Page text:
The Pleomorphic Hyalinizing Angioectatic Tumor (PHAT) is a rare non metastatic tumor of soft
tissue identified in 1996 [1,2]. In adults it generally occurs in the subcutaneous tissue of the lower
limbs although reported also in chest wall, buttock and arms.
Only one case of PHAT has been described in literature in the kidney at the level of the hilum but
not involving renal pelvis or parenchyma [3]. The clinical behavior of PHAT is characterized by a
slow growth and a rate of local recurrences higher than 50%. Metastasis has not been reported.

Case Report:
A 61-year-old Caucasian obese female with a medical history of hypertension and
hypercholesterolemia was admitted at the Emergency Unit for recurring gross hematuria since one
year, becoming more frequent and severe in the last 3 months. Due to the severe anemia
(hemoglobin of 7.7g/dl), the patient was transfused. CT scan revealed a parenchymal lesion of 4 cm
in diameter of the lower pole of the right kidney. The lesion was only partially capsulated, mixed
with a well evident cystic component, in strict contact with the lower calyx suspicious for
infiltration. At cystoscopy a clot emerging from the right ureteral meatus was evident. Urine
cytology was negative and no imaging was indicative of transitional upper urinary tract tumor.
After written informed consent a right nephrectomy was performed and the patient was discharged
on 4th day. The histological exam revealed a partially capsulated lesion (3.7cm in diameter), with a
pseudocystic structure including hemosiderin depositions, compressing but not invading the dilated
lower calyx. The lesion was characterized by hyalinized clusters of thin-walled ectatic blood vessels
within a stroma composed of sheets and fascicles of spindled and pleomorphic atypical cells with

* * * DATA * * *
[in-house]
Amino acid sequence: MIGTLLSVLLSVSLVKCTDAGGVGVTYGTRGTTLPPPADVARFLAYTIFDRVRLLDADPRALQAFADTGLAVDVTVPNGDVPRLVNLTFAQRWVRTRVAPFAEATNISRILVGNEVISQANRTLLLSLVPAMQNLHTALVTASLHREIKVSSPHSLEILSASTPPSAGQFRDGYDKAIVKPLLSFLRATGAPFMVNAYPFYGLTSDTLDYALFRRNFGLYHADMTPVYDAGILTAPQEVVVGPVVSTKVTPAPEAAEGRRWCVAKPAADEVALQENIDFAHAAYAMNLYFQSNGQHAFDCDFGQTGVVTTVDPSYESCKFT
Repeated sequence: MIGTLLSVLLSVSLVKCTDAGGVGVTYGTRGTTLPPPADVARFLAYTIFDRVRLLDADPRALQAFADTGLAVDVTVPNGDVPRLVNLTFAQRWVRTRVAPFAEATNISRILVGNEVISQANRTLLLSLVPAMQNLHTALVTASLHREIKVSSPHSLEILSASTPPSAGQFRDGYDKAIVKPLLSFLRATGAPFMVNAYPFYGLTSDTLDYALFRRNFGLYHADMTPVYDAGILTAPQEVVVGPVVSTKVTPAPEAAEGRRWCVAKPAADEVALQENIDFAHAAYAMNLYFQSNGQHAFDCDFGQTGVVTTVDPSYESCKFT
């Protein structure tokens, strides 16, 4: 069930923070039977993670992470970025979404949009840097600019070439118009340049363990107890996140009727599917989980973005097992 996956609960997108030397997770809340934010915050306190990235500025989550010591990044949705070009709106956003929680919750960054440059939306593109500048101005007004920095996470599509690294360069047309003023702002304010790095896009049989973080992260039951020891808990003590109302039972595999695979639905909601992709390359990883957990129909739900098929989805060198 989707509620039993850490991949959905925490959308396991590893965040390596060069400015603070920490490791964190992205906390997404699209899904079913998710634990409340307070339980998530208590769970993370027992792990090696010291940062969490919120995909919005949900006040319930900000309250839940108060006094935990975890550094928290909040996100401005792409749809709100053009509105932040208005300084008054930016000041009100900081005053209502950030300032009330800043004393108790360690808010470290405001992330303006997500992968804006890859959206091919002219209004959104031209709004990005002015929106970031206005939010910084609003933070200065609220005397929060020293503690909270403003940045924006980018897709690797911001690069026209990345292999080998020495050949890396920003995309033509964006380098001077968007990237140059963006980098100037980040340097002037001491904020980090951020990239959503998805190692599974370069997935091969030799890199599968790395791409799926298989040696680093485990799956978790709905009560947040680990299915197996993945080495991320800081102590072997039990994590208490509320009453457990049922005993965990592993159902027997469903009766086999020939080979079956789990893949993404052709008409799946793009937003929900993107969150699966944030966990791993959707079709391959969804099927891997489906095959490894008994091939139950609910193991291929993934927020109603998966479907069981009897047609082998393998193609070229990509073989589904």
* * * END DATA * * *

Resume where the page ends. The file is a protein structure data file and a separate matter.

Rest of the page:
intranuclear inclusions.
At immunohistochemical analysis AE1/AE3, EMA, CD31, S100, Desmine, Actine of smooth
muscle, HMB45, ALK resulted negative. The lesion was classified as a Pleomorphic Hyalinizing
Angioectatic Tumor (PHAT). The patient is maintained in follow-up.

PHAT is a low-grade mesenchymal neoplasm of uncertain lineage described in soft tissue and
characterized by diffusely infiltrative borders, although some do have well-circumscribed margins.
The immuno-histostaining for S-100 protein, actin, desmin, cytokeratin, CD-31, factor VIII antigens,
or epithelial membrane antigen are negative. To date approximately 22 cases of PHAT and 40 cases
of its precursor, "early PHAT", have been described in the world literature. At least 3 cases of
PHAT were reported to progress to high-grade myxofibrosarcoma [2].

A case of PHAT arising in the hilum of the kidney, clinically mimicking an infiltrating tumor of the
renal pelvis, has been described in 2012 [3]. Our case is the second described in retroperitoneum
and the first of the renal parenchyma. In our patient a partial nephrectomy was not done due to the
absence of well-defined margins and apparent involvement of the lower calyx although not
confirmed by the pathological exam.
If a partial nephrectomy is performed, a strict follow-up should be considered due to the high
percentage of local recurrence characterizing the clinical behavior of PHAT [4].
1. Fletcher et al: Pathology and Genetics of Tumours of Soft Tissue and Bone.WHO
Classification of Tumours, IARC Press 2002; 191
2. Shi Wei et al: Complex analysis of a recurrent pleomorphic hyalinizing angiectatic tumor of
soft parts. Human Pathology, 2012; 43, 121–126
3. Muhammad T. et al: Pleomorphic hyalinizing angiectatic tumor of renal hilum. Annals of
Diagnostic Pathology 16 (2012) 489–493
4. Folpe AL, Weiss SW. Pleomorphic hyalinizing angiectatic tumor: analysis of 41 cases
supporting evolution from a distinctive precursor lesion. Am J Surg Pathol. 2004;11:141725.